Review | All is Lost

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All is Lost will no doubt draw comparisons with Gravity, and rightfully so. Both chronicle one persons perseverance through impossible odds in a desolate and hostile environment. Both attempt to create the most realistic representation of their respective environments and the solutions that the characters find to their ever escalating problems. Indeed the two films would make a great double feature. The two films do differ however in how they characterise their protagonist. Throughout Gravity Sandra Bullock vocalises her characters history, thoughts, and feelings, the film consistently makes sure that the audience knows where the character is at every moment. All is Lost takes a very different approach. One that  may seem needlessly elusive to some, and impressively authentic to others.

There is a moment in All is Lost where Robert Redford’s unnamed protagonist attempts to make an SOS call. He opens his mouth to speak but he can only manage a raspy cough, his vocal chords being so underused. Redford utters very few words in the course of his journey, and even fewer of which express any emotion (there maybe one or two instances). Instead what we learn about the character is learnt through expressions and Redford’s physical performance. Needless to say the performance is incredible, reminiscent of Colin Firth’s performance in A Single Man, Redford draws the picture of a very stoic man, seemingly un-phased by chaos around him. Throughout, Redford’s expression barely changes, save for in a few clutch moments. It is amazing how much Redford manages to convey with the smallest facial movement, the raise of an eyebrow in a moment of despair tells us everything we need to know about the character.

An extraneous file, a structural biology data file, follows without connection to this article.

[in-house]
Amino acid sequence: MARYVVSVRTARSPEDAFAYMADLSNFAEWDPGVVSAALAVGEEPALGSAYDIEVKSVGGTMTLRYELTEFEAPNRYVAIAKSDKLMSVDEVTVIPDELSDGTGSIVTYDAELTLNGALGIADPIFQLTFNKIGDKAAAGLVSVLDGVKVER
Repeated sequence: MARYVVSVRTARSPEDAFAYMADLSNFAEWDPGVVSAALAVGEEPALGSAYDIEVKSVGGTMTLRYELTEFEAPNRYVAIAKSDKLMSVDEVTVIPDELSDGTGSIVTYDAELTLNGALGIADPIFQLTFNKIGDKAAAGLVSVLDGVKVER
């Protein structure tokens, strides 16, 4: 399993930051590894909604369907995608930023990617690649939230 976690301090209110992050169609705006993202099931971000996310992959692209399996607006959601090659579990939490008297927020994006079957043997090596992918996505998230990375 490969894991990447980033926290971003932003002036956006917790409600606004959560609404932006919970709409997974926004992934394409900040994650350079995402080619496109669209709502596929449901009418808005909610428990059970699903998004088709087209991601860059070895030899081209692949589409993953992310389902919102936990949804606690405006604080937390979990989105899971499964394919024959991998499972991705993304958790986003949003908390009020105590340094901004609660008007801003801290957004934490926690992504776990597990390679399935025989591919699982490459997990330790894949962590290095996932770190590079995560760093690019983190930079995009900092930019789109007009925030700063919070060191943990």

As the the unnamed characters situation gets more and more desperate, there comes a moment (if we are truly honest with ourselves) where every audience member would have to admit “This is where I would give up.”  It may well come at different moments, but it is inevitable. Yet, through all of the soul destroying bad luck, Redford’s character perseveres. The films writer/director J.C. Chandor does an incredible job of pacing the film. For some the film may start off too slow, Redford encounters a few obstacles that he deals with with incredible composure and skill. This however is all set up. Chandor deftly keeps escalating the danger without making it feel forced. All is Lost is certainly tense, but it’s most fascinating aspect is watching a man battle through seemingly hopeless situations time after time, knowing we ourselves would have given up long ago. It is unfortunate then that the ending is rather fumbled, near undermining all that has come before.

All is Lost is not about the ending, it’s about how we got there, and the journey is fantastic to watch. The more rapid pacing of Gravity may be more appealing to some. But when it comes to realism and characterisation, All is Lost is eminently more complex and interesting.  All is Lost is unlikely to match the box office success of Gravity, but it certainly deserves to.

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